I sat in a meeting recently where someone was talking out a shortcoming that they had had, and how they had been beating themself up over it when another colleague in the room stated something to the tune of, “you can’t learn from your failure if you’re busy beating yourself up from it”. I instantly felt like a lightbulb had gone off and muttered out loud to no one in particular “that would make a great blog post.”
My social media newsfeed is constantly filled with running related efforts with a few sprinkles of non-running related things (because I basically only follow runners 😂), and there are many people I follow who I admire not because of their constant success, but because of their abilities to strategically analyze what went wrong when they failed so they can learn from it for next time. I always aspire to do that too, though I’m not as skilled as some others are quite yet at it.
I have never beat myself up for missing a target in my running goals. I have, however, always analyzed what was a success and what went wrong because I constantly want to learn from myself. I have learned through many years of analyzing my half marathon PR attempt crash and burns things like if I don’t take in electrolytes before mile 10 I’m going to have a bad race, that I have to be very conscious of the humidity of whatever race I’m doing and plan for my socks and feet swelling accordingly, that there is a certain length of shorts and capris that are acceptable for running and anything shorter or longer will sabotage me, and that I’m notorious for going out too fast and regretting it.
Do you know why I know these things? Because I have taken my failures as opportunity to learn so I can succeed the next time.
If I spent the amount of time being cruel to myself that I now spend really analyzing my successes and my shortcomings every time I miss my target, I would be miserable! I have failed constantly- some times more than others, and in much larger ways than other times. I also have learned that because I am not beating myself up over my failure, I find myself more willing to put myself out there for bigger, scarier and other goals that don’t feel attainable because I know I can take every opportunity as a time to learn, whether success is at the end of the goal or not.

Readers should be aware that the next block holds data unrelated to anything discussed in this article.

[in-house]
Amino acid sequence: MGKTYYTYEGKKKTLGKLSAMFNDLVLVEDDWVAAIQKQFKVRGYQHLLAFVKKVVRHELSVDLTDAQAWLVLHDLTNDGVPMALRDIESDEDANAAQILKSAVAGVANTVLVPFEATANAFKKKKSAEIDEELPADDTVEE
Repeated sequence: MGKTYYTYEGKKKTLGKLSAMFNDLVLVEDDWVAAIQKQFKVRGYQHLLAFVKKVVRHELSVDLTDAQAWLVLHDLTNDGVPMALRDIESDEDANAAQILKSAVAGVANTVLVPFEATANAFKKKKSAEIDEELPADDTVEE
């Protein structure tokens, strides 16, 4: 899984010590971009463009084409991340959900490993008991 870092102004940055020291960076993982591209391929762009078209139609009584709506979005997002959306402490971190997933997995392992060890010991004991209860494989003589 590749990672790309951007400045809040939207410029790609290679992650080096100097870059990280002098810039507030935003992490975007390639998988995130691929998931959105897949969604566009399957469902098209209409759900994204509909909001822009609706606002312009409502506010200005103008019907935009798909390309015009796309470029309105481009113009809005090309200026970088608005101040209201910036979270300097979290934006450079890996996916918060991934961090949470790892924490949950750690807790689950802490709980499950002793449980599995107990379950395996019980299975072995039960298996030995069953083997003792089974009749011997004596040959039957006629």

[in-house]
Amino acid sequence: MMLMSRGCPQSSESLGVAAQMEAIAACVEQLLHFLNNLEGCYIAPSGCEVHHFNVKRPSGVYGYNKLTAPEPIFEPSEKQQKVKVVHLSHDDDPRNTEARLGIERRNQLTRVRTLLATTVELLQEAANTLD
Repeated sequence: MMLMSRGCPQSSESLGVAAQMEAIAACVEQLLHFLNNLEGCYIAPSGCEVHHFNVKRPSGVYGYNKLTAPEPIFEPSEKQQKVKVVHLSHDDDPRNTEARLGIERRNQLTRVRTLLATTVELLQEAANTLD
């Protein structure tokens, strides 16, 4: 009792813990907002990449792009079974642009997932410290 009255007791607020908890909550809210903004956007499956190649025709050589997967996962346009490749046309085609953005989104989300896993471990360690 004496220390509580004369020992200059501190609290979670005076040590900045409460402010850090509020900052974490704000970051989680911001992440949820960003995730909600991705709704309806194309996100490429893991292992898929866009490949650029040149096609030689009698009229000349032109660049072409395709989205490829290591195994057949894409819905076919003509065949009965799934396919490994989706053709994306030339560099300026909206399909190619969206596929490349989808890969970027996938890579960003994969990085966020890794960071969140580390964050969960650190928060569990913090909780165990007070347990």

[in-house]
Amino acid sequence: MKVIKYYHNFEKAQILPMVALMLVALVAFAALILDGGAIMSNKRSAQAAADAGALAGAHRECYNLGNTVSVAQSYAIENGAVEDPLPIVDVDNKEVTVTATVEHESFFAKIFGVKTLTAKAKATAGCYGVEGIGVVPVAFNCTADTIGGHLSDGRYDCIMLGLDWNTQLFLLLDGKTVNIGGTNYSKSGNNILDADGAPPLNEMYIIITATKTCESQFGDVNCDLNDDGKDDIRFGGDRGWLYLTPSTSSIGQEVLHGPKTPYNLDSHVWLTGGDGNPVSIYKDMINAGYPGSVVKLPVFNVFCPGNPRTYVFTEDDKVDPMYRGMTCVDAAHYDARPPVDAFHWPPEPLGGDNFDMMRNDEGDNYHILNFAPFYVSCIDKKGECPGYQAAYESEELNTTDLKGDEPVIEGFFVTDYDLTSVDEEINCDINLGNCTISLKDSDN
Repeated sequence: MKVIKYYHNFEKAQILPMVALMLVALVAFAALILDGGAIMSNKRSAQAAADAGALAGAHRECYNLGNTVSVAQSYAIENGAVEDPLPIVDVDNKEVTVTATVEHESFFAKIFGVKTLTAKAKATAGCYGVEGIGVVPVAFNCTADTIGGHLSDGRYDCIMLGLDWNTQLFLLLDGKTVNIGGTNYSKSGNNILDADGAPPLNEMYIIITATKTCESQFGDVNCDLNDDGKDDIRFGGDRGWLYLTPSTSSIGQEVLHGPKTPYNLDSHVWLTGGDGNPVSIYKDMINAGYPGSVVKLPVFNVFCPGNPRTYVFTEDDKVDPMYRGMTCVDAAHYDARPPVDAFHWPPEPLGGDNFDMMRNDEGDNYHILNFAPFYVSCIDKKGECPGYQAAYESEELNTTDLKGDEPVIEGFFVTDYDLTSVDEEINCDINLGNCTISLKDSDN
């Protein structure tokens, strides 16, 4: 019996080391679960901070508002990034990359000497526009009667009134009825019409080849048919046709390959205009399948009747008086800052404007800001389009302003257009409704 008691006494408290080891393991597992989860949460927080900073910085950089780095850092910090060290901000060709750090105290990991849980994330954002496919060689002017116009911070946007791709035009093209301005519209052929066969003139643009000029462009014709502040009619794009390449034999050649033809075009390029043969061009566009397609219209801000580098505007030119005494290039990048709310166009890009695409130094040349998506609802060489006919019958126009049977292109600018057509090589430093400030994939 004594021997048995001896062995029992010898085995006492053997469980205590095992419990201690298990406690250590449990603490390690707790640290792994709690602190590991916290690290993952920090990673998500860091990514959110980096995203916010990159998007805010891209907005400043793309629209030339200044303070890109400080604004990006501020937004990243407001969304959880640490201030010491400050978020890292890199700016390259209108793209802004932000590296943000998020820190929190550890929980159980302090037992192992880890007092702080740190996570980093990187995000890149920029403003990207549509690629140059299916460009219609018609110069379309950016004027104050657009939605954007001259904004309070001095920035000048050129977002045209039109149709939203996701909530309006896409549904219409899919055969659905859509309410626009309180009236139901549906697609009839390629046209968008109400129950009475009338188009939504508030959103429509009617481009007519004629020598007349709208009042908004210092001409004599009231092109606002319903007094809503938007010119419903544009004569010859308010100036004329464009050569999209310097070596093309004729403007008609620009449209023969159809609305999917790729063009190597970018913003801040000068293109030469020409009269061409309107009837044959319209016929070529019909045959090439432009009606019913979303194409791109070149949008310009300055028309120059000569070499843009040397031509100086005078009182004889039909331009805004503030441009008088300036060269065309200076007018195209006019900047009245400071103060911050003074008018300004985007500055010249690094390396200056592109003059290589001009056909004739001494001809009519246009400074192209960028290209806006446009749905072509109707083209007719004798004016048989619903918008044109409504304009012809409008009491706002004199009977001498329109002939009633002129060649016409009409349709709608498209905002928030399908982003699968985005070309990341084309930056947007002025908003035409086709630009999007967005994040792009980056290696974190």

I hope you aren’t spending too much time beating yourself up over shortcomings. You’re awesome and deserve to celebrate as such.
Hi! How are you? First blog post on my webpage for 2020 and it seems appropriate to be about my favorite topic… goals!
I’ve had the same running goal for three and a half years. PR my half marathon time. My PR half marathon was set at the Run Wine Country Windsor Half in May 2016. I ran so fast that my friends who ran the 10k were going to wait for me at the finish line, but I came in 11 minutes faster than I expected to and they were at post race food thinking I would still be running for a bit! Though I began working with a running coach shortly after that race, I also have gained some weight with no huge focus to lose it, and focused my energy on the marathon and my first ultramarathon distance in recent years. But this post isn’t about that, just some relevant background for you.
I’ve thought for many years about WHAT my goals are…. PRing my half, losing weight, learning the entire Napoleon Dynamite Canned Heat dance… but I’ve never really thought about why those were my goals. A little lightbulb went off on New Years Day when I was out on a trail run and listening to Simon Sinek’s Start with Why and I thought, “I know what my goals are, but why are they my goals?”
I have said for a countless number of years that I wanted to PR my half time but I’ve never thought about why. Why would I want such a goal? In reality, it’s an arbitrary number on a clock. I’m not an elite athlete, a goal like that comes with no cash prize or podium finish for my speed. So why do I want it? For the bragging rights? To say I got it done? So my Athlinks profile finally has a change? What’s the real reason?
Let’s use the example of someone trying to quit smoking. Let’s say they say their goal is I want to quit smoking. Great! So they quit cold turkey from that day forward. But without a why of having that goal, what do they lean on when a loved one goes into the hospital and the urge to light up because they’re stressed? What about when they’ve had a drink or two and have newly quit and the smell of someone lighting up at the bar wafts their way and a craving hits? Or what about when they’re cleaning a cabinet and find one last lonely package of cigarettes and they’re struggling to want to throw it away. If they know what their goal is, it’s easy to stay true to it during the times with no struggle or distraction. But if they know why that’s the goal, they have something to lean into when the goal becomes hazy with distraction. If this same person knew their why for quitting smoking was that their friend was diagnosed with lung cancer and they don’t want the same fate, or that their sister is having a baby and they want to quit smoking so they can be around the baby when it comes, or whatever that why may be, it is easier to stay true when it seems hard to.
I have my goals for 2020 and some I know the why, and some I’m still coming to fully understand. But if you’ve set any goals, have you come up with your why?